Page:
Are you breathing properly?
This title of this blog may seem confusing, at first. How can you breathe properly? Isn’t it just inhale and exhale and voila! – we are breathing(?) Technically yes, that is the general gist of breathing. How do you breathe is really what we are trying to emphasize here. Sit back wherever you are, close your eyes and take a few deep breaths in and out. Pay attention to the way that you are breathing. Does you chest rise and fall? Do you feel yourself getting more relaxed? How about your belly or low back? Do you sense any movement there? No? Well then – physiologically – you are not breathing properly.
In a number of our previous blogs, we have mentioned the importance of proper breathing technique. It is important when we are lifting in the gym, and it is also a valuable tool for reducing stress in our lives. Many of us, though, are actually causing more stress responses in our body because of the way we breathe. The rising and falling of our chest – feeling the ribs expand up into the collar bone, even sometimes seeing our shoulders shrug slightly, is a secondary mechanism for breathing. This uses much smaller muscles like the intercostals (muscles between the ribs), and the muscles of the chest and neck to create space in the rib cage area in order to let the lungs expand. Although this does enable the lungs to expand and therefore take in more oxygen, it does not even come close to how efficient the diaphragm (our primary breathing muscle), is at facilitating breathing.
So how is that causing us stress? Have you ever been stressed and experienced hyperventilating? Short, shallow breaths, are used to pull in any oxygen we can when we are hyperventilating in order to get just enough oxygen to the body. When we breathe into our chest, we mimic the hyperventilating breaths. Your body understands small, shallow breaths as a response to stress and therefore releases cortisol to help you battle or flee from the threat. This constant hum of cortisol can actually be very damaging to the body as it increases inflammation, and damages the lining of blood vessels and airways.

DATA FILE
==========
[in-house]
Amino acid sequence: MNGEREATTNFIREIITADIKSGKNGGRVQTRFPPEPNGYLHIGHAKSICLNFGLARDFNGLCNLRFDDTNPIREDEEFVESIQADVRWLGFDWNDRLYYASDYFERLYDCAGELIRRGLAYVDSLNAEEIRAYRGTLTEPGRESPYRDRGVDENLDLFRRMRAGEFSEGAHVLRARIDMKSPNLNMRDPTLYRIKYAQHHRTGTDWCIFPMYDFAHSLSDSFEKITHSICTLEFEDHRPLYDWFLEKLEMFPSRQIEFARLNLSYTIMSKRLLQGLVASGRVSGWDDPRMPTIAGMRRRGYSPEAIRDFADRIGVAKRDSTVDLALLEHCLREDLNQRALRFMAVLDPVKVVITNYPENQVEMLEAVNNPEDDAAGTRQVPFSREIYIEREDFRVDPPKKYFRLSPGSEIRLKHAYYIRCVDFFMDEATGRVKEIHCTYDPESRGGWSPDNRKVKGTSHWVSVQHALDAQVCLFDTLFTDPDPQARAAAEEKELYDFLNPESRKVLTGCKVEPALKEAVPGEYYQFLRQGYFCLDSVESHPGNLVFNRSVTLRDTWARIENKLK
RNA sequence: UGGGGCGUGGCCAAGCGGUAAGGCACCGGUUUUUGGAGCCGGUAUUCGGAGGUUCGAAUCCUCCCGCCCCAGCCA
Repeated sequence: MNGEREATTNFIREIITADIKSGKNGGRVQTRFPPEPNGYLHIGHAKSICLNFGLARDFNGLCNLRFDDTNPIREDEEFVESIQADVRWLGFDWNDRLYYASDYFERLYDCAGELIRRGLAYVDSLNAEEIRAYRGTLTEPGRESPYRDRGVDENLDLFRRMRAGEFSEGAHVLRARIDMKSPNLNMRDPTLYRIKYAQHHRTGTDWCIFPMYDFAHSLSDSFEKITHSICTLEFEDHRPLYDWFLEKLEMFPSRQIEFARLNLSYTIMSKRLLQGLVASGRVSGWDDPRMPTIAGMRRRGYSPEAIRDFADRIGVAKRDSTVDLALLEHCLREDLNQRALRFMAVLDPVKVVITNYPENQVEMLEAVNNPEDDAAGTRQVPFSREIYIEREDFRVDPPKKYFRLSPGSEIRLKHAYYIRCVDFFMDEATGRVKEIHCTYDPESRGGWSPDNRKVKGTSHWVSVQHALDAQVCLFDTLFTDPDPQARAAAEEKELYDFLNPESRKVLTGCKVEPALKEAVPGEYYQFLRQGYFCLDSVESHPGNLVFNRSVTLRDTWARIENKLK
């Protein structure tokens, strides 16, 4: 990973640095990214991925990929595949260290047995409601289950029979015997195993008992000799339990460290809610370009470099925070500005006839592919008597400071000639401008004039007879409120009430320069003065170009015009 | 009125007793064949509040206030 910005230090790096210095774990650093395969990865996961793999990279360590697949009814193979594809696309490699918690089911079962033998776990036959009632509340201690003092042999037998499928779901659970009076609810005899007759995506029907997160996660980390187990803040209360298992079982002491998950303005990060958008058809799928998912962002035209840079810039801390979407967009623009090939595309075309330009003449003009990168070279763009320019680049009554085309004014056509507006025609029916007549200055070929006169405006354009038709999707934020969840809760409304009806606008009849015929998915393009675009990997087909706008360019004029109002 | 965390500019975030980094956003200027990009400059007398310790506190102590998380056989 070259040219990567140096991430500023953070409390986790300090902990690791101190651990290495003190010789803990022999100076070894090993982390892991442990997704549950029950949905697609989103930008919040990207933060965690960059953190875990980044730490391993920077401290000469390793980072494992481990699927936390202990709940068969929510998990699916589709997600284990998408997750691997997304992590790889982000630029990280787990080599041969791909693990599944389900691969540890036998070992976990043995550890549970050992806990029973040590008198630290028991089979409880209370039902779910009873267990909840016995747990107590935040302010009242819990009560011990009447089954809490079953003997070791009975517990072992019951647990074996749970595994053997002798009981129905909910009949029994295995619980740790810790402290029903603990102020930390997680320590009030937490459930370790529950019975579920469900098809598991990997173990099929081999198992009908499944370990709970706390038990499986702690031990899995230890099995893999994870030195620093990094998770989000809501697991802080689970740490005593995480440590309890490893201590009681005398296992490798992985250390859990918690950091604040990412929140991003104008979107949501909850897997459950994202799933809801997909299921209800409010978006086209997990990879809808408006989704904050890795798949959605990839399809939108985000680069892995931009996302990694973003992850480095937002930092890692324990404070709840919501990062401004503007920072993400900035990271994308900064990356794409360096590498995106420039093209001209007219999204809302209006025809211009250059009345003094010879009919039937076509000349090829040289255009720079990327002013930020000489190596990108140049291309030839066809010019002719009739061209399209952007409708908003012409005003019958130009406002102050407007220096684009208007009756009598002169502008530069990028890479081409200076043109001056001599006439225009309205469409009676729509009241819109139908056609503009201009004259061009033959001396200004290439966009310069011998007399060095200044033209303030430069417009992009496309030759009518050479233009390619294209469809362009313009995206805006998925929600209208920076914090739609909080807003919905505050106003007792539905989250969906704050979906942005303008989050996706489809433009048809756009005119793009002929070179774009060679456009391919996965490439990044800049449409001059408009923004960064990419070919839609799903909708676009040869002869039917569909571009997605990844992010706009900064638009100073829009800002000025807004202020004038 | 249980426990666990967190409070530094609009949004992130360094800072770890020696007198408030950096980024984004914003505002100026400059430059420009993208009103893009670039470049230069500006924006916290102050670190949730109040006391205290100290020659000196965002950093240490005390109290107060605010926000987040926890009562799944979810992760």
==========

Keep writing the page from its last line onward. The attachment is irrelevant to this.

Don’t believe us? Watch the way a baby or a pet breathes. Watch as their stomachs and low back expand and collapse with every breath. Animals and babies rarely recruit their secondary breathing musculature as it is an inefficient way to bring oxygen into the body.
So how are babies and animals breathing into their bellies and not their chest? They, by way of having been barely influenced by modern-day media, are not self-conscious about expand their stomachs. They still have a connection to their diaphragm and it is therefore used at the primary respiratory muscle.
If we look at the trunk of the body between the bottom of the rib cage and the pelvis area it is lined with a number of interwoven muscles that are most commonly known as the core muscles. The diaphragm, which is a dome-like muscle sits at along the inferior borders of the rib cage and act as the ceiling of the core. The pelvic floor, or the muscles that line the bottom of the pelvis, are the base of the core. The abs, transverse abdominals, the spinal muscles, obliques, and the quadratus lumborum are the walls of this structure. This interwoven combination of muscles with fibers running in all different directions are what give our torso rigidity in an area where the only major bones are the vertebrae that connect the ribs and the pelvis. This is why when we breathe right, our stomachs and lower back expand. By pulling the diaphragm down into the core area (as seen to in the image to the right), this highly pressurized area needs to expand in order to handle the displaced area caused by the contracting diaphragm. It does this by stretching out the muscles around the middle.
When our diaphragm is pulled down into the stomach, this also creates more space in the thoracic cavity – the area enclosed by the rib cage. Quick physics lesson – when we increase the volume of a container, we create an area of low concentration. Air moves from areas of high concentration to low concentration. So the space we create in the thoracic cavity when we use our diaphragm creates a significant change in pressure and concentration in the lungs, allowing oxygen to flow into the lungs. You can see in the image below that the diaphragm is a much larger muscle with greater contractile potential than the intercostals.
Take a breath. That was a lot of information crammed into a few paragraphs and yet it describes one of the most fundamental parts of our daily lives. In a world where there is so much going on and new stressors are constantly being added to the list of things we have to manage, take the time to breathe right.
Even if it is just for 10 breaths at the beginning of the day….
And 10 breaths at the end of the day…
… this will lower your stress levels and get you reconnected with the way we were intended to breathe.
Here’s a list of videos you can use to discover ways to use your breath to reduce stress in your daily life.
https://www.youtube.com/watch?v=8AL2DyYpBFc – Crocodile Breathing by Kinetic Sports Rehab
https://www.youtube.com/watch?v=Vca6DyFqt4c – The Ultimate Relaxation Technique: How To Practice Diaphragmatic Breathing For Beginners
By Kai Simon
https://www.youtube.com/watch?v=4Lb5L-VEm34 – Breathe to Heal by Max Strom from Tedx Cape May